If some of the veterans remeber, I was adamant that capacity could be the "great equalizer" among drives -- so much so that I proposed that a 75GXP short-stroked to 18 GB could take on an 18 GB Cheetah in the benchmarks and possibly win. In some testing Buck did (I believe it was Buck... if not, I am sorry... the MBF trashed many useful threads, including this one), he reported IOMeter results that showed every doubling of capacity (given otherwise identical drives) could yield an almost 10% improvement in performance. So, while I definitely overestimated the impact capacity had on performance, Buck and I gleaned some useful insight on the extent to which capacity affects performance -- and 10% is a significant amount, especially when you are dealing with such a disparity in the capacity of tested drives.

So, if you take that 10% rule and apply it to the desktop performance suite results, you would see that...

If the Raptor were 146 GB, it would have 20% higher performance

If the Raptor were 200 GB, it would have 28% higher performance

And the SR Desktop Performance results might look like this:

raptor_scaled.gif

Now this 10% rule will probably receive a lot of scrutiny -- and rightfully so -- but focus not on the accuracy of the 10%... maybe it's closer to 7%... whatever. My contention is that if the Raptor had capacity anywhere close to that of its competitors in a capacity dependent benchmark, it would had put forth a very competitive showing. Pound for pound, gigabyte for gigabyte -- WD should be proud of their midget on the desktop.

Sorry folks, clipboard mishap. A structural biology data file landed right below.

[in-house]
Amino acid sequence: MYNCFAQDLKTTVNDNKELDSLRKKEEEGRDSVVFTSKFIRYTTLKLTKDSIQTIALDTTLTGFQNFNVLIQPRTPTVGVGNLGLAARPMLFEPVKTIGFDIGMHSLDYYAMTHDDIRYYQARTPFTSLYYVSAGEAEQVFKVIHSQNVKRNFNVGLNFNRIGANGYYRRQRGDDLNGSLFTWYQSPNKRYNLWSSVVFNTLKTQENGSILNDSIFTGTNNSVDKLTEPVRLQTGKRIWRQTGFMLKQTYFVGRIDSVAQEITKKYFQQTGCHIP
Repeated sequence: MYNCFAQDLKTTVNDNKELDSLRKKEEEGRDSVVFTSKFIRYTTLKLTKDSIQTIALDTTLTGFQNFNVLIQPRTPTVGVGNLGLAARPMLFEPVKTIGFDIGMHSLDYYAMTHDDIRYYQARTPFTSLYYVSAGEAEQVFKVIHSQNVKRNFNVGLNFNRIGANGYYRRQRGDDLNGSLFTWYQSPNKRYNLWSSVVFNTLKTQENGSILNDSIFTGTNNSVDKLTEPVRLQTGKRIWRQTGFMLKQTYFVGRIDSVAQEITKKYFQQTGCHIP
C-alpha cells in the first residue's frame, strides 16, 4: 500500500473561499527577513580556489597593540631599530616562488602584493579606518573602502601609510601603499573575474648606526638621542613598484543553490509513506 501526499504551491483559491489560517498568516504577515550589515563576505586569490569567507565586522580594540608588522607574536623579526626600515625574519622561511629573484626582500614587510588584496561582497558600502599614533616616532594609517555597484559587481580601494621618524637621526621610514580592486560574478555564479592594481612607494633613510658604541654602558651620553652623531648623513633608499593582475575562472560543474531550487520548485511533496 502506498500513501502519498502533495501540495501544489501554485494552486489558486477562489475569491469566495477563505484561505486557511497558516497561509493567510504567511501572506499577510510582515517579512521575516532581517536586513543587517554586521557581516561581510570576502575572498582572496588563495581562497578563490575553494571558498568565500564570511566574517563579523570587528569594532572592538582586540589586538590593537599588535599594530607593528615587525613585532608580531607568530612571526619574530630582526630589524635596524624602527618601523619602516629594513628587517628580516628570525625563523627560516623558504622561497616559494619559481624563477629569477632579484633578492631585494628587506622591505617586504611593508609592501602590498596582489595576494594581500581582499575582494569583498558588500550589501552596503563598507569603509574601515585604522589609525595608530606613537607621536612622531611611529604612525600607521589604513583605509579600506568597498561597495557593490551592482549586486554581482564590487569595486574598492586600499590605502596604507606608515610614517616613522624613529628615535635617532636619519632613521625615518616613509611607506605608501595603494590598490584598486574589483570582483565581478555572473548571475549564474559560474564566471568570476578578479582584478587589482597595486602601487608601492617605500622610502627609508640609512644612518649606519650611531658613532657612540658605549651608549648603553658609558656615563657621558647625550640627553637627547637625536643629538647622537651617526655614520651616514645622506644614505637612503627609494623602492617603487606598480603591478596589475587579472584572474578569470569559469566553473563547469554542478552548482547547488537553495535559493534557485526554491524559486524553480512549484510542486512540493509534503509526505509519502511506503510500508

Okay, why am I hammering this point home? Because I bet most of you can put your OS and all the apps you use 80% of the time into the first 10 GB of your drives. And I bet most of you who use SCSI are running 18 or 36 GB boot/main drives. That puts the 36 GB Raptor into direct competition with what you are buying. The performance of 146 GB SCSI drives are NOT representative of what you are buying. Most of you do not buy those massive drives. What if I scaled the performance of the Atlas 10k IV and Cheetah 10k6 back to that of a 36 GB capacity model? They'd fare no better than the WD Raptor. If you take this into consideration, the Raptor should be strongly considered as one of your possible alternatives on the desktop.

----------------

Now, as for the lackluster showing in the server benchmarks... as I understand it, IOMeter results are tested on full unpartitioned drives (thereby rendering capacity insignificant), so the Raptor's poor showing there cannot be excused.

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A very interesting drive. But I wonder if the pricing will be in line with 7200 rpm drives. The idea that it is best suited for use in servers leads me to think there may not be much, if any, of a cost saving over scsi with this drive. If so I see no reason to drop scsi just yet.